• Stand still, and don't put your hands in your pockets. You know you don't have a gun or hand grenade in your pocket; the cop doesn't!
      • Be polite; treat the cop the same way you want to be treated.
      • HANG UP YOUR CELL PHONE. Don't talk on the Bluetooth headset, either.
      • Listen to the officer's questions; answer them or don't -- but don't argue or complain.
      • If you are arrested -- don't resist. Yes, you may be justified in resisting an unlawful arrest. You almost certainly won't succeed. You stand a good chance of getting hurt. You may not be able to get a bond. And you aren't guaranteed to win at trial, either.
    • Search and seizure, and Miranda rights are both too big a topic for me to address here.
    • Handcuffs:
      • Yes, they're uncomfortable. We know; who do you think we practice putting them on?
      • Generally, the "hole" is oval. Your wrist is oval, too. If you twist and turn... you'll end up with the long axis of your wrist running across the short axis of the cuff. The cuff is steel; it's not going to give very much.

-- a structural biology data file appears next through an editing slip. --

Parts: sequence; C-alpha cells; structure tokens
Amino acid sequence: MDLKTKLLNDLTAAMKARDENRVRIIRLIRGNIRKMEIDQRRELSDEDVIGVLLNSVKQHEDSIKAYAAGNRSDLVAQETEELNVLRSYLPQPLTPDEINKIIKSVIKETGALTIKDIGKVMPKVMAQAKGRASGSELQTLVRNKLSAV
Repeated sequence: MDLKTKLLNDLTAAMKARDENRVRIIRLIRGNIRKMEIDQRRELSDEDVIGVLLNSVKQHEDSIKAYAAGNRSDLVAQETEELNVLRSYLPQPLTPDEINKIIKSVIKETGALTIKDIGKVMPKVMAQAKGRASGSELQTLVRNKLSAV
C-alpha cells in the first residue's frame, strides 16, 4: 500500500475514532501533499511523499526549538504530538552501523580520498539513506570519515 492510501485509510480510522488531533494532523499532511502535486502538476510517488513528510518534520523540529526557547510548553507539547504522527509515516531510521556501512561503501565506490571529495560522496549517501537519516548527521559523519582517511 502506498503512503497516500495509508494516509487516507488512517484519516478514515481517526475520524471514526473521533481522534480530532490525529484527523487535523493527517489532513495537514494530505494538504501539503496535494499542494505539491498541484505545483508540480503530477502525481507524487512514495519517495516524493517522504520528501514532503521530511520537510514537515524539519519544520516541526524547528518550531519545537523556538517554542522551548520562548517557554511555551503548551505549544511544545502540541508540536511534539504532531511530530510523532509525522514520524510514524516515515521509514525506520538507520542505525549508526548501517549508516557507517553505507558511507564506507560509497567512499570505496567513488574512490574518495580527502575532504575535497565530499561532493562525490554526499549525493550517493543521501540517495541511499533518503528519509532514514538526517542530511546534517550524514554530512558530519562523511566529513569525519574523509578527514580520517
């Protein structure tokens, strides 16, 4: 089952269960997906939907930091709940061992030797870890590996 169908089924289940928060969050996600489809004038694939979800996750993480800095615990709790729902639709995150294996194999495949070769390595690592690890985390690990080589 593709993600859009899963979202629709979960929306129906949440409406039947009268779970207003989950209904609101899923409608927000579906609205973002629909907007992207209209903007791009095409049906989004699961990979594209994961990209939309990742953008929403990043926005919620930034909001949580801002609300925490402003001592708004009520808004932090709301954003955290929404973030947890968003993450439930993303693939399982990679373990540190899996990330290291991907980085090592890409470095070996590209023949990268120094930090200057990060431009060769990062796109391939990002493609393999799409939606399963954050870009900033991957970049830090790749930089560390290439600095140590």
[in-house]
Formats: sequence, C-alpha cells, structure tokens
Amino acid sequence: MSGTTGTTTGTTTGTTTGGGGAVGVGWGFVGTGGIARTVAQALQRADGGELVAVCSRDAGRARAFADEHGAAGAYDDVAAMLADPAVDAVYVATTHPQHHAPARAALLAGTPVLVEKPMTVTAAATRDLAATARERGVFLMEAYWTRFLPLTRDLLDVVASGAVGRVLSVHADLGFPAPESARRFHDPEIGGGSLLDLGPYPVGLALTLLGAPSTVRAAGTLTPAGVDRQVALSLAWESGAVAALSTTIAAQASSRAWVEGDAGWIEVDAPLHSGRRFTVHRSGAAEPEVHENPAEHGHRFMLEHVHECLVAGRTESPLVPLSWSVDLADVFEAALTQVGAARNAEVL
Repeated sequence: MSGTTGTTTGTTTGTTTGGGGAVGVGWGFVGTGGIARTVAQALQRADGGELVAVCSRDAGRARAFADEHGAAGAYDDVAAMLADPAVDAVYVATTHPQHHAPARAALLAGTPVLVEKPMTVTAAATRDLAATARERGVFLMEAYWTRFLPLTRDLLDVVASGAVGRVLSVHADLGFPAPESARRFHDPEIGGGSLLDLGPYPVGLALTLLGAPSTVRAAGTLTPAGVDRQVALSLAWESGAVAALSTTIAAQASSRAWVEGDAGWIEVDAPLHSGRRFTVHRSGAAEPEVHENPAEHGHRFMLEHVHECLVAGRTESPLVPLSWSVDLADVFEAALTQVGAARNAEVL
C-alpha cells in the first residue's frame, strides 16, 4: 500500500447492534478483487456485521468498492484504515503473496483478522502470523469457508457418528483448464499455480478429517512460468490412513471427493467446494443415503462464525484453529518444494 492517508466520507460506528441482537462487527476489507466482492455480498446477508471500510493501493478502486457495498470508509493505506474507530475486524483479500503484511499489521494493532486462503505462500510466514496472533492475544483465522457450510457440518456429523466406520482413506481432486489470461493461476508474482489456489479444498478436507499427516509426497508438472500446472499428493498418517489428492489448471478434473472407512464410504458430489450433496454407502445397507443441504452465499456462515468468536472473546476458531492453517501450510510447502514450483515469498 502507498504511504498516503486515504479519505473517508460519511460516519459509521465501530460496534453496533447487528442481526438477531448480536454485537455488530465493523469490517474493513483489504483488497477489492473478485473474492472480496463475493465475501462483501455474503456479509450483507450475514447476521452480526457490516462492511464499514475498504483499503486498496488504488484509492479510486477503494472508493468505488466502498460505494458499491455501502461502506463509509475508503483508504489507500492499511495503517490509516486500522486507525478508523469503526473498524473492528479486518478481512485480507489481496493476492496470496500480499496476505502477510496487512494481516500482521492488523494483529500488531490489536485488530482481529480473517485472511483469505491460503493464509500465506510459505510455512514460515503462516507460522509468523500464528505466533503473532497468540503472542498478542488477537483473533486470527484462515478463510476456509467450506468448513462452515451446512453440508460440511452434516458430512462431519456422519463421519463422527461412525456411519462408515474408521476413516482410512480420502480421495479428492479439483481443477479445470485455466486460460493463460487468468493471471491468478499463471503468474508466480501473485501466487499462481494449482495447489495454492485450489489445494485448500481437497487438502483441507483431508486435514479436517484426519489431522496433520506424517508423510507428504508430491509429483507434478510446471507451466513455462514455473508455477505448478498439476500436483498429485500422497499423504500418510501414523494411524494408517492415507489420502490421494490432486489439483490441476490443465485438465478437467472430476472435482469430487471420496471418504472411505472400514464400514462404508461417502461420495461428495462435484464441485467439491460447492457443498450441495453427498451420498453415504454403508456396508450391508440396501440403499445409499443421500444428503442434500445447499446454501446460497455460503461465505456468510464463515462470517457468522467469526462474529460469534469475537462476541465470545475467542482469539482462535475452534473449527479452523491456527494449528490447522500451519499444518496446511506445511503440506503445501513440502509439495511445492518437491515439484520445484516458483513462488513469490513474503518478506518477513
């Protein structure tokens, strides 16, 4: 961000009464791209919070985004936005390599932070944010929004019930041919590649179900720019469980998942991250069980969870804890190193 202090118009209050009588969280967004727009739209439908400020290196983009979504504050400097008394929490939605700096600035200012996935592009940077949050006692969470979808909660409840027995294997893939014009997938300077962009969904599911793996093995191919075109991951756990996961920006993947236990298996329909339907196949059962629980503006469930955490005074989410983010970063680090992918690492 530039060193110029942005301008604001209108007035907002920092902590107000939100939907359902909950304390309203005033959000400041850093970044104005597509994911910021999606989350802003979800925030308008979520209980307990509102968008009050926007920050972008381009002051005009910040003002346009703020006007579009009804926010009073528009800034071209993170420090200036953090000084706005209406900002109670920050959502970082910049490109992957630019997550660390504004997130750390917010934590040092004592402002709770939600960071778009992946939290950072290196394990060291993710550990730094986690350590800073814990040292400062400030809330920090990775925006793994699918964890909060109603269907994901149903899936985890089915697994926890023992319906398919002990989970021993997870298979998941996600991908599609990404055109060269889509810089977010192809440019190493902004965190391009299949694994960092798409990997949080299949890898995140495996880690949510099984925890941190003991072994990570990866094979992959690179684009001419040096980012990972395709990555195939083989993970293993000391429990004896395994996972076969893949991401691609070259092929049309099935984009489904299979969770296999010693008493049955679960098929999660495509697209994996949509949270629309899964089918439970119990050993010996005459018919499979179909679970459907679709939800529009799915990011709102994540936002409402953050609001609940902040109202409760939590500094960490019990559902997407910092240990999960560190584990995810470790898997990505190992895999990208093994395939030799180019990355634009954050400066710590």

• Yes, you will almost certainly be cuffed with your hands behind your back. Most agency general orders require this. Officer safety strongly encourages it. If you have shoulder injuries or other problems -- politely tell the officer. He is responsible for your safety -- and will do what he REASONABLY can to work around your injury.
      • You can be cuffed without being arrested. A common phrase at that point is "You're not under arrest; I'm just putting these on for your safety and mine."

    What if you think the cop was wrong, rude, unjustified? First, don't argue in the field. It's not the time or place. Argue your case in front of a judge. If you think the officer did something wrong, file a complaint. Speak to his supervisor. If you aren't satisfied, go up the chain. Just like yelling at the cash register clerk isn't likely to solve a consumer problem, yelling at the cop in the street isn't going to improve your situation. And can make it much worse. If the agency isn't responding, go to the state attorney general or state police (or both). If they don't respond -- got to the FBI.

    OK... I said I wouldn't start with it -- but here it is:


    Links: I scanned these quickly; they seem decent, and actually represent a few takes. My agency is deliberately not included, as I am not speaking officially.

    What Are Your Rights If You Are Stopped By The Police | ExpertLaw